I next wrote a story about the Celtic period before and during the Saxon invasion. Celtic culture had recently re-
The third book, Conversations with the River Spirit, was born by visiting the river regularly with a camera and notebook for a period of a year. It wasn’t in itself about prayer, though perhaps it is a prayer.
Finally, I carried out a project by opening an office and shop in Glastonbury, to raise awareness of the local river and other ecological issues. I put up a big sign, The River Brue Rehabilitation Board, which caught the eye and at first sight gave the impression that it was some sort of official body. This was to be the fourth point, Action. Three months into the project, suddenly we were locked down.
During that time, the Brazilian writer Antônio Bivar, who was a dear friend, died in São Paolo from Covid. I ended up translating some of his work – we had met fifty years ago and his writing describes his meeting with us in Salisbury, Wiltshire, as a bunch of young hippies, and his travels in Europe. He’d left the first draft of his book, Verdes Vales do Fim do Mundo, with me. As part of the process, I made contact with a former girlfriend who also had a close connection with him. I’m still working out my responses to his death. It brought up deep feelings. (Grieving again!)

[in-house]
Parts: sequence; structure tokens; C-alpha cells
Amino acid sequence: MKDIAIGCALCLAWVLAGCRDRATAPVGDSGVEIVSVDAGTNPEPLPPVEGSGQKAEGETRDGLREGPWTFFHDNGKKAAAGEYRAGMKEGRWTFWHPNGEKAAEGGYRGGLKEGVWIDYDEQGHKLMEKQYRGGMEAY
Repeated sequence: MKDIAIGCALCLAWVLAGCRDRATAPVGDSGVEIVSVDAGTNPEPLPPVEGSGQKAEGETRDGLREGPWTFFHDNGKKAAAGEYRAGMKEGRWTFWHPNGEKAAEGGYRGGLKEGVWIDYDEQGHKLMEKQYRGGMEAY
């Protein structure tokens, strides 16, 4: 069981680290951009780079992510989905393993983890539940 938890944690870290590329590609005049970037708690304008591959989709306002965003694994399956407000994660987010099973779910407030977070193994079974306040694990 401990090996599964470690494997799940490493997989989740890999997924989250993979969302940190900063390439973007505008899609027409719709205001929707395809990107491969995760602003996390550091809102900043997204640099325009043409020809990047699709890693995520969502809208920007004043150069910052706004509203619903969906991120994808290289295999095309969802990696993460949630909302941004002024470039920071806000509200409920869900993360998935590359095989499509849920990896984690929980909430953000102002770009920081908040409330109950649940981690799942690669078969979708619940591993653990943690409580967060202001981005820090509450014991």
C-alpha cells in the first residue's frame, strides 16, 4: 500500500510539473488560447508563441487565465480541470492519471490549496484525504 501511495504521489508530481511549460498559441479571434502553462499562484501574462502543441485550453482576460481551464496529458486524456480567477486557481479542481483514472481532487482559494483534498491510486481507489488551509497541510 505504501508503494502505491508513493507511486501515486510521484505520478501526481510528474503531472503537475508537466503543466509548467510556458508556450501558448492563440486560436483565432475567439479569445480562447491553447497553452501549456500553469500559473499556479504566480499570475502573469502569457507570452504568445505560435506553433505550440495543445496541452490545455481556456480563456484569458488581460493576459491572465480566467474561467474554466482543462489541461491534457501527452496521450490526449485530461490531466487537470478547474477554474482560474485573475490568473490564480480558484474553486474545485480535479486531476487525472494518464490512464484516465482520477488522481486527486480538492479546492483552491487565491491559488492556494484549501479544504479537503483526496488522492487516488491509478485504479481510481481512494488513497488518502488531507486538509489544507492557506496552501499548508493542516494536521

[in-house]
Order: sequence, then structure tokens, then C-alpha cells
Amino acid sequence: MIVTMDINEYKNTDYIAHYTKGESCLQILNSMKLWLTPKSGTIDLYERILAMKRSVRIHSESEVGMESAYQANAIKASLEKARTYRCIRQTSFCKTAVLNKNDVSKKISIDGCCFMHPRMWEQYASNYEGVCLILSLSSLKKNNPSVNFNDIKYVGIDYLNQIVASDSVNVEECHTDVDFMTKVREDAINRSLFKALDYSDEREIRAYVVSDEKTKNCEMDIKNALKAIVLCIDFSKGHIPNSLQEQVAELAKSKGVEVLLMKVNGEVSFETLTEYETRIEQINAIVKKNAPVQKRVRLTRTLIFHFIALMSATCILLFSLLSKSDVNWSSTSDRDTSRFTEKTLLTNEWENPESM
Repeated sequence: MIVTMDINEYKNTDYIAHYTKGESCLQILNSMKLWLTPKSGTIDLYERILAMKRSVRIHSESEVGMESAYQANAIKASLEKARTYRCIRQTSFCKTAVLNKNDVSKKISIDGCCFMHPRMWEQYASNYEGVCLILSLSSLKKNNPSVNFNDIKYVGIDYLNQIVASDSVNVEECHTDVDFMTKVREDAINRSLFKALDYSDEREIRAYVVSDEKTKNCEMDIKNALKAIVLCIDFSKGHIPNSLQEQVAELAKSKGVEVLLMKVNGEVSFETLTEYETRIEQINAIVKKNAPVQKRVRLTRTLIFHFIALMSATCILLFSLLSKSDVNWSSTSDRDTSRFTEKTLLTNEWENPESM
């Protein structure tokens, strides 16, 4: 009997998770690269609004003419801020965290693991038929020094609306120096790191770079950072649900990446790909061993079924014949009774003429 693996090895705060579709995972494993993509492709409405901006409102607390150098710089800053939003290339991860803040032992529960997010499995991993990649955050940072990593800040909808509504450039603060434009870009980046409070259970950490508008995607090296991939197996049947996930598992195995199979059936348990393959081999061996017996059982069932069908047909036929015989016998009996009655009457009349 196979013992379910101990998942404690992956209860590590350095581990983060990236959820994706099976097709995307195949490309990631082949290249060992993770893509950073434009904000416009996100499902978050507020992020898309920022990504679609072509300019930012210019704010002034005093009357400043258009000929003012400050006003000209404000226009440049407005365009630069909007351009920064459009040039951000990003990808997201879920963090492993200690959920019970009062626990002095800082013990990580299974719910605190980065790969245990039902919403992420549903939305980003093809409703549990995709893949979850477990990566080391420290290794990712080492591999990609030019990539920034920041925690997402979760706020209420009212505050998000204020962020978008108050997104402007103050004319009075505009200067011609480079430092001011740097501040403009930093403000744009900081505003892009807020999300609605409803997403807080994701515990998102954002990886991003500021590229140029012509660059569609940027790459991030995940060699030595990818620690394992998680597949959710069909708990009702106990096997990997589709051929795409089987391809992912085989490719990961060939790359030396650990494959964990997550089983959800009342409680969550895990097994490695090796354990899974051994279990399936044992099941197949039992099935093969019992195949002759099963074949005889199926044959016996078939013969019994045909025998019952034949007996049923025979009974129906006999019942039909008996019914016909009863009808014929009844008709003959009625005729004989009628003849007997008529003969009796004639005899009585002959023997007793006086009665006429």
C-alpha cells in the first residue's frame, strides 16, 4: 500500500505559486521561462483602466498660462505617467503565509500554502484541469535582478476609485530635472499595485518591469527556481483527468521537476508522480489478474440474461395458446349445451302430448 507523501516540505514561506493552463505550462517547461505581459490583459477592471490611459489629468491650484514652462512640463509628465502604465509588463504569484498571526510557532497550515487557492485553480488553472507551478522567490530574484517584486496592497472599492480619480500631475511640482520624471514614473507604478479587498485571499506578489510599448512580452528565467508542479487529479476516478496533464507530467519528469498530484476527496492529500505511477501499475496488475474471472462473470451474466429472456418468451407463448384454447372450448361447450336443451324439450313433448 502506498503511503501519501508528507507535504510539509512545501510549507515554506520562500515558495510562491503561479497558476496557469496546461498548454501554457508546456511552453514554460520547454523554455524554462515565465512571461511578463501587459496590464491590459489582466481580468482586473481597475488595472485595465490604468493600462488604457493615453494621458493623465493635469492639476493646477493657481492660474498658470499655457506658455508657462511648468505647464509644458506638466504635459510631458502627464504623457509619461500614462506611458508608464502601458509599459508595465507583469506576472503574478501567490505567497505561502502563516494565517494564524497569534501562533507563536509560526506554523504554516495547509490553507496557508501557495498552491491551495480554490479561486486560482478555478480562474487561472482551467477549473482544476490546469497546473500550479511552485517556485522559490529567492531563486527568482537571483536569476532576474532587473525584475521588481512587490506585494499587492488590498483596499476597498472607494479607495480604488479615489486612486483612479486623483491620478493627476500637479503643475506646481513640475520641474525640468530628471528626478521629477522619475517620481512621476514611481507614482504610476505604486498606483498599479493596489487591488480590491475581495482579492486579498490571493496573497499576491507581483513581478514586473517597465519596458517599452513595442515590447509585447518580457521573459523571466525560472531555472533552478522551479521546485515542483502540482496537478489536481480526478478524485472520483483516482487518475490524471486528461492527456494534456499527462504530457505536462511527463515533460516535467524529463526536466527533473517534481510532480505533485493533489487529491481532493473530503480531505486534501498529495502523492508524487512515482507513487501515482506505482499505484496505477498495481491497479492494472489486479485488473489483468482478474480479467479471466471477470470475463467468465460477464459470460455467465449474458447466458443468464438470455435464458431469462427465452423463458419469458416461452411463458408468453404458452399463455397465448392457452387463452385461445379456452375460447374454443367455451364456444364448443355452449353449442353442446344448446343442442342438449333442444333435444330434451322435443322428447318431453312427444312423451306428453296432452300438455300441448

The simple sign, The River Brue Rehabilitation Board, drew in people, including several who used to go fishing in the river as teenagers and now find there are hardly any fish. A biologist came in who was experienced at checking out the state of rivers and was willing to volunteer. Somewhat embarrassed, I explained that the project was only me, and on my own, all I could do was attempt to raise people’s awareness.
Thinking about a fourth book, the threads are now gradually coming together.
In April 2020 it was the fiftieth anniversary of the first Earth Day and I read an Emergence Magazine article about it (What Difference Does a Day Make? Earth Day at Fifty by Paul Elie). During the lockdown almost everything had stopped; traffic was noticeably reduced, there were hardly any planes flying, and so on, whilst wildlife thrived. This led to the extraordinary and uncomfortable fact that the temporary cessation of full-scale industrial production had done more good for the Earth than fifty years of environmental campaigning. The article suggested that we could decide to do nothing as a regular practice, which to me seemed like a very interesting idea.
On the back cover of The River, I describe the separation of the river. For me, it became more and more symbolic of the separation we’re all suffering from. The separation happened over two hundred years between the 11th and 13th centuries. It was part of the aftermath of the Norman invasion. Glastonbury Abbey was the primary landowner in the area and it created additional waterways to facilitate commerce – rivers were the main form of transport at that time. No one consciously decided to cut the river in half. The consciousness that created this situation was the same consciousness that meant being separated from the land, from each other, and from ourselves. Diverting the waters of the river had the effect over time of drying up the old River Brue.